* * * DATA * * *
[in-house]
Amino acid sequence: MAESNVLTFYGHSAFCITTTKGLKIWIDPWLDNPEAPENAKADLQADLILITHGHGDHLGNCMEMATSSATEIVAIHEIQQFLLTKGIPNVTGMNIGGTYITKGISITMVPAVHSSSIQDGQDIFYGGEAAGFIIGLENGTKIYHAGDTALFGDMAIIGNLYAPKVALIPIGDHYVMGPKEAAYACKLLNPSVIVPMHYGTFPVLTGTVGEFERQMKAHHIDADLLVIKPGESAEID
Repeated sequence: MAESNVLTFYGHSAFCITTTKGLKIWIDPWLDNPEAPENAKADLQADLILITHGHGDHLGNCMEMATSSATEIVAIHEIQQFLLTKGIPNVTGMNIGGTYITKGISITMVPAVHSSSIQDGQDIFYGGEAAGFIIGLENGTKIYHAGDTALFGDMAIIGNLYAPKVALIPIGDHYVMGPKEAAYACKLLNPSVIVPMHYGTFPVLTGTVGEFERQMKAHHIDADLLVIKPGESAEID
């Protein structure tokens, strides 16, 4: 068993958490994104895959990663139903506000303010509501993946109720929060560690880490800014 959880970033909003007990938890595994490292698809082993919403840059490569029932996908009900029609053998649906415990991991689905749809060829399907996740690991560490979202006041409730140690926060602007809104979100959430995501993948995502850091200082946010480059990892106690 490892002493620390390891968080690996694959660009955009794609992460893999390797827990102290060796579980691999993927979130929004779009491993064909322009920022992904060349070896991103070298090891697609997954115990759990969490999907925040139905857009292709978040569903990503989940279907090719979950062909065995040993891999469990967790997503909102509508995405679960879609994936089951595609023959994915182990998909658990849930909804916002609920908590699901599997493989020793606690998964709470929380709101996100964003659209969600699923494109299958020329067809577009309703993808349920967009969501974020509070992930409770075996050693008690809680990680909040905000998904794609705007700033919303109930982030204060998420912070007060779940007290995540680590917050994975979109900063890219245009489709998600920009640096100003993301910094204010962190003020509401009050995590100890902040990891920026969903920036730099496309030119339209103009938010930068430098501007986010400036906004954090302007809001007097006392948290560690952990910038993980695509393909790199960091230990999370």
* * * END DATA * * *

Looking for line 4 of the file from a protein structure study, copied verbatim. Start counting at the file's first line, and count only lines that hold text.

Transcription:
């Protein structure tokens, strides 16, 4: 068993958490994104895959990663139903506000303010509501993946109720929060560690880490800014 959880970033909003007990938890595994490292698809082993919403840059490569029932996908009900029609053998649906415990991991689905749809060829399907996740690991560490979202006041409730140690926060602007809104979100959430995501993948995502850091200082946010480059990892106690 490892002493620390390891968080690996694959660009955009794609992460893999390797827990102290060796579980691999993927979130929004779009491993064909322009920022992904060349070896991103070298090891697609997954115990759990969490999907925040139905857009292709978040569903990503989940279907090719979950062909065995040993891999469990967790997503909102509508995405679960879609994936089951595609023959994915182990998909658990849930909804916002609920908590699901599997493989020793606690998964709470929380709101996100964003659209969600699923494109299958020329067809577009309703993808349920967009969501974020509070992930409770075996050693008690809680990680909040905000998904794609705007700033919303109930982030204060998420912070007060779940007290995540680590917050994975979109900063890219245009489709998600920009640096100003993301910094204010962190003020509401009050995590100890902040990891920026969903920036730099496309030119339209103009938010930068430098501007986010400036906004954090302007809001007097006392948290560690952990910038993980695509393909790199960091230990999370």